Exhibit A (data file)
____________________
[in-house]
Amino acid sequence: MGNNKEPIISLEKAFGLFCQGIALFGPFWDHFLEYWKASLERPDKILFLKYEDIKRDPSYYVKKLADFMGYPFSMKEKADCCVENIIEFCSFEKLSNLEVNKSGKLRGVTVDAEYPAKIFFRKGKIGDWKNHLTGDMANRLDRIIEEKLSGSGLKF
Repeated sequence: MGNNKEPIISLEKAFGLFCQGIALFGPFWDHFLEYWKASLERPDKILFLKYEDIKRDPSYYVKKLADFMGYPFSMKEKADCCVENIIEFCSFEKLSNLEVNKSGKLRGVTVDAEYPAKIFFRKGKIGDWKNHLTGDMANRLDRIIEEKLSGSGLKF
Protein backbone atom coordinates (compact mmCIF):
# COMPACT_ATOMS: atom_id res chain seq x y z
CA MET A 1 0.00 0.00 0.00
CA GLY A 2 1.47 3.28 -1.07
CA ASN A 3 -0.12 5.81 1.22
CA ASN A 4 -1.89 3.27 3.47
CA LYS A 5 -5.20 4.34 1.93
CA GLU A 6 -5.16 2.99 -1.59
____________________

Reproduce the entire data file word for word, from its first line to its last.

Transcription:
[in-house]
Amino acid sequence: MGNNKEPIISLEKAFGLFCQGIALFGPFWDHFLEYWKASLERPDKILFLKYEDIKRDPSYYVKKLADFMGYPFSMKEKADCCVENIIEFCSFEKLSNLEVNKSGKLRGVTVDAEYPAKIFFRKGKIGDWKNHLTGDMANRLDRIIEEKLSGSGLKF
Repeated sequence: MGNNKEPIISLEKAFGLFCQGIALFGPFWDHFLEYWKASLERPDKILFLKYEDIKRDPSYYVKKLADFMGYPFSMKEKADCCVENIIEFCSFEKLSNLEVNKSGKLRGVTVDAEYPAKIFFRKGKIGDWKNHLTGDMANRLDRIIEEKLSGSGLKF
Protein backbone atom coordinates (compact mmCIF):
# COMPACT_ATOMS: atom_id res chain seq x y z
CA MET A 1 0.00 0.00 0.00
CA GLY A 2 1.47 3.28 -1.07
CA ASN A 3 -0.12 5.81 1.22
CA ASN A 4 -1.89 3.27 3.47
CA LYS A 5 -5.20 4.34 1.93
CA GLU A 6 -5.16 2.99 -1.59